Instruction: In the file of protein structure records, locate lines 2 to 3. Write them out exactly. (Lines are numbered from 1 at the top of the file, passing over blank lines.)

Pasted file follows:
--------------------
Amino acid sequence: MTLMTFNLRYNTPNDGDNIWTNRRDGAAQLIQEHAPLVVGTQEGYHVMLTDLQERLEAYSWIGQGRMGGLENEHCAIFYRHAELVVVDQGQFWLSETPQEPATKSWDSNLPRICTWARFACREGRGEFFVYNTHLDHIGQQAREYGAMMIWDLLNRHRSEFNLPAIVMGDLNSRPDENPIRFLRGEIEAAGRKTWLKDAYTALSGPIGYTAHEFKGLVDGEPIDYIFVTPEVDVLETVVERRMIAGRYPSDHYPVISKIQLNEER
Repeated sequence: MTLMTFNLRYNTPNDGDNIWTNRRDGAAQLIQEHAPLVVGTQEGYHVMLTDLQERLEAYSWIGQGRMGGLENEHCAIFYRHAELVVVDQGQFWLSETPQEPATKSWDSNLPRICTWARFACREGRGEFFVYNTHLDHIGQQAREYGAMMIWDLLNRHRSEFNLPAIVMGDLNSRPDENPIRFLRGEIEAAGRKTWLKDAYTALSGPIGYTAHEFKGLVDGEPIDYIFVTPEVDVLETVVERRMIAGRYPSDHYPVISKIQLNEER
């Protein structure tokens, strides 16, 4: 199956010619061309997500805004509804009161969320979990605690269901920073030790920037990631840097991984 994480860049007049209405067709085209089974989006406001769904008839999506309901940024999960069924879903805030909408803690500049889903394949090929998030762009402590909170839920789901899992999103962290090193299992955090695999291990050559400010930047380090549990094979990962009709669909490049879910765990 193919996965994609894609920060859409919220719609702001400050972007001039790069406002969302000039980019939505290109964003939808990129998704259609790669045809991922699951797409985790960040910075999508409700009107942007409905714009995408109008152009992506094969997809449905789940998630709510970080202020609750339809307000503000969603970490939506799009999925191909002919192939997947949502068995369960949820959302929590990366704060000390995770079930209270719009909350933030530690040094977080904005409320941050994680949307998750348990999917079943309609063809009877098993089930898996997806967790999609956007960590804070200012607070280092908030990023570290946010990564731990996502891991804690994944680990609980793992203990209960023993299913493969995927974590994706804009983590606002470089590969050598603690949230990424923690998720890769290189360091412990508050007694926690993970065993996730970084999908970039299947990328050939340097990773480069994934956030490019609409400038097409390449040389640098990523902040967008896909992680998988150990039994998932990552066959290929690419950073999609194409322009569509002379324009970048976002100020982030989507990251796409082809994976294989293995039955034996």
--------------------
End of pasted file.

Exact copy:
Repeated sequence: MTLMTFNLRYNTPNDGDNIWTNRRDGAAQLIQEHAPLVVGTQEGYHVMLTDLQERLEAYSWIGQGRMGGLENEHCAIFYRHAELVVVDQGQFWLSETPQEPATKSWDSNLPRICTWARFACREGRGEFFVYNTHLDHIGQQAREYGAMMIWDLLNRHRSEFNLPAIVMGDLNSRPDENPIRFLRGEIEAAGRKTWLKDAYTALSGPIGYTAHEFKGLVDGEPIDYIFVTPEVDVLETVVERRMIAGRYPSDHYPVISKIQLNEER
């Protein structure tokens, strides 16, 4: 199956010619061309997500805004509804009161969320979990605690269901920073030790920037990631840097991984 994480860049007049209405067709085209089974989006406001769904008839999506309901940024999960069924879903805030909408803690500049889903394949090929998030762009402590909170839920789901899992999103962290090193299992955090695999291990050559400010930047380090549990094979990962009709669909490049879910765990 193919996965994609894609920060859409919220719609702001400050972007001039790069406002969302000039980019939505290109964003939808990129998704259609790669045809991922699951797409985790960040910075999508409700009107942007409905714009995408109008152009992506094969997809449905789940998630709510970080202020609750339809307000503000969603970490939506799009999925191909002919192939997947949502068995369960949820959302929590990366704060000390995770079930209270719009909350933030530690040094977080904005409320941050994680949307998750348990999917079943309609063809009877098993089930898996997806967790999609956007960590804070200012607070280092908030990023570290946010990564731990996502891991804690994944680990609980793992203990209960023993299913493969995927974590994706804009983590606002470089590969050598603690949230990424923690998720890769290189360091412990508050007694926690993970065993996730970084999908970039299947990328050939340097990773480069994934956030490019609409400038097409390449040389640098990523902040967008896909992680998988150990039994998932990552066959290929690419950073999609194409322009569509002379324009970048976002100020982030989507990251796409082809994976294989293995039955034996």